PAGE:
The Act of Killing Is a Masterpiece of Murder and the Movies

More terrifying than any horror film, and more intellectually adventurous than just about any 2013 release so far, The Act of Killing is a major achievement, a work about genocide that rightly earns its place alongside Shoah as a supreme testament to the cinema's capacity for inquiry, confrontation, and remembrance.

To dub Joshua Oppenheimer's documentary a masterpiece is at once warranted and yet somehow limiting, the term too narrow for what the first-time American filmmaker achieves with his debut. A sprawling study of the aftermath of the 1960s mass killings in Indonesia by Suharto's coup-installed military regime and death squads, the film morphs, in ways both ghastly and glorious, into an examination of institutionalized violence, guilt on individual and national scales, and the role of cinema to both shape and reflect our darkest impulses.

The Act of Killing shares the keen eye for investigation that defines the nonfiction work of its illustrious producers, Errol Morris and Werner Herzog. And like their docs, it spirals into horrifying surrealism from a seemingly simple starting point: in this case, interviewing some of the paramilitary leaders and self-described "gangsters" employed to eradicate anyone deemed a "communist"—in practice, almost anyone not loyal to the new regime.

Location Info


Landmark Sunshine Cinema

143 E. Houston St.
New York, NY 10002

Category: Movie Theaters

Region: Lower East Side


The Act of Killing
Directed by Joshua Oppenheimer
Drafthouse Films
Opens July 19, Landmark Sunshine

The surprise is that these men are eager to tell their tales, often indulging in graphic detail to describe, for example, the best means of murdering captives without spilling much blood (with a wire around the neck). They even enjoy re-enacting their state-sanctioned murders on camera, at Oppenheimer's invitation, adopting the lurid styles of the violent Hollywood crime films that influenced their actual violence back in the day.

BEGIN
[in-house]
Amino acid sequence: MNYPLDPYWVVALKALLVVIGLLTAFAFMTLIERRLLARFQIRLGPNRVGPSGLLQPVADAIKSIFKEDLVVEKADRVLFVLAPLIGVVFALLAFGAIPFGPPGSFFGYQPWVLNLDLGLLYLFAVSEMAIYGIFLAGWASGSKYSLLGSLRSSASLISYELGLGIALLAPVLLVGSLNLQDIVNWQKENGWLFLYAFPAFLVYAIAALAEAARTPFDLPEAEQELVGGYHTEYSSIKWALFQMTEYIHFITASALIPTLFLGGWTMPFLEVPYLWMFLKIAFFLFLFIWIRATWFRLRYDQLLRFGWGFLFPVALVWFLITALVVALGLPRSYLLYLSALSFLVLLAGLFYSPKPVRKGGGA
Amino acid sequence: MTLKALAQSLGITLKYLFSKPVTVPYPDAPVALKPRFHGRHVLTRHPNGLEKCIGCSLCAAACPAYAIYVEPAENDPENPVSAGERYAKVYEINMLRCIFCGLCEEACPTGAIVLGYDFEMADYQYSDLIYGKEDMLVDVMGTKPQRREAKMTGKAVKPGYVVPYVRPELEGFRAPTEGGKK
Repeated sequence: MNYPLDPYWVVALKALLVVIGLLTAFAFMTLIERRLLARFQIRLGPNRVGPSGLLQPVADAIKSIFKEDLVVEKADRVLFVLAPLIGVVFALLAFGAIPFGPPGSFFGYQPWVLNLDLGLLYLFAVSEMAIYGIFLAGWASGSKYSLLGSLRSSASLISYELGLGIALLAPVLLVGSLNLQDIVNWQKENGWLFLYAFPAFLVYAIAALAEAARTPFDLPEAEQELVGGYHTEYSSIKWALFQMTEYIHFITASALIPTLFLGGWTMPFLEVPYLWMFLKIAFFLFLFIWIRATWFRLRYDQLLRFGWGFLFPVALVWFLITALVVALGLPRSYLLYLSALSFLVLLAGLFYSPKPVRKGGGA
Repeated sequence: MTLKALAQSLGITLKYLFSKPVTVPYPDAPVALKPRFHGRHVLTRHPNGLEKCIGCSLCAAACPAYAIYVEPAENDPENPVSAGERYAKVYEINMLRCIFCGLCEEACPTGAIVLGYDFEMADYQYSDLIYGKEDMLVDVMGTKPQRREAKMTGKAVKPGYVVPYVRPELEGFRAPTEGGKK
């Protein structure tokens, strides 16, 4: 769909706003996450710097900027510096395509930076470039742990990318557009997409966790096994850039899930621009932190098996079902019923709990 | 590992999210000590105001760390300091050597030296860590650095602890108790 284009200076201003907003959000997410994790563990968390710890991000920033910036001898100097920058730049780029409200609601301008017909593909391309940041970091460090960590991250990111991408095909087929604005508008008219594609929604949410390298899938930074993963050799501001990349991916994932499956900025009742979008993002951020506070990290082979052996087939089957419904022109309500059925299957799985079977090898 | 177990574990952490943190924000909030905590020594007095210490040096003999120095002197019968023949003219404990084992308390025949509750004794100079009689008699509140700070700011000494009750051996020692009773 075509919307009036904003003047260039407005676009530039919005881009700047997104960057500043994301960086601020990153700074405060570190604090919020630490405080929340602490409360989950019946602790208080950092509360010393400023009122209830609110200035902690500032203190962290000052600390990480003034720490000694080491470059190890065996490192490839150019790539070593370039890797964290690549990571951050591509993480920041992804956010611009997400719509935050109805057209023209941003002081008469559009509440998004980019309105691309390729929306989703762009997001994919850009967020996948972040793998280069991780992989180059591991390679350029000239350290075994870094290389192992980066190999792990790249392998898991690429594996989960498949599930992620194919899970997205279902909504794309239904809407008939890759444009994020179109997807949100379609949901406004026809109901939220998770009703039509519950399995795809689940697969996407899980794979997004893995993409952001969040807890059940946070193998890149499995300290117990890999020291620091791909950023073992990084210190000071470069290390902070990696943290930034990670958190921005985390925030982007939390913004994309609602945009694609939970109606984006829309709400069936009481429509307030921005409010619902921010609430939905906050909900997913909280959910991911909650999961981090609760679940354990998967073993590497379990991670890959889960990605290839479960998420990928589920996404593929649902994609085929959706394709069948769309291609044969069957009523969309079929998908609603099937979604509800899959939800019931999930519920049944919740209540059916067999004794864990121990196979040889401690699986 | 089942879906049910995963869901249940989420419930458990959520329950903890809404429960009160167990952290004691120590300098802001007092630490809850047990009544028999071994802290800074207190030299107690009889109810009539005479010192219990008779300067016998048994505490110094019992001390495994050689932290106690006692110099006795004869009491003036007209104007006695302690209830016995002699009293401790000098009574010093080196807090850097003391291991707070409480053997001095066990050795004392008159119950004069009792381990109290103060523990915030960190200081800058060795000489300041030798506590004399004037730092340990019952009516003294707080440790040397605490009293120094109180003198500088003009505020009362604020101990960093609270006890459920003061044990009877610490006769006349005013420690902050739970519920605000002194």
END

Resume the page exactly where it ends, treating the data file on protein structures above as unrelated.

Oppenheimer opens with the killers making their movie. We see the rotund, disheveled Herman Koto and the slender, debonair Anwar Congo—the latter responsible for more than 1,000 murders, many carried out with that wire-strangling technique—searching neighborhoods they once attacked for locals to play parts in a re-enactment. What follows is ugly, even mad: Surrounded by a throng of onlookers, a proud and enthusiastic Herman shows the crowd how to panic. He flails his arms and screams hysterically as he pretends to be a woman begging that her house not be burned down. At first confused, a few women comply with Herman's demands to mimic this performance; later, the kids forced to participate in this upsetting pantomime are quickly brought to tears. It's impossible to forget that some of these people might have suffered real crimes at Herman's and Anwar's hands.

That's just one example of how the documentary twists reality and fiction. That knottiness culminates with Anwar's neighbor recalling to these killers his own tale of woe, when his stepfather answered a nighttime knock at the door in 1965 and was never seen again. Speaking with nervous laughter, the neighbor professes to Anwar and Herman that he of course means no criticism with his story—and then, to prove it, he agrees to play the role of a strangled victim in a scene set in a nightclub, pretending to be choked to death by the men responsible for the deaths of members of his family.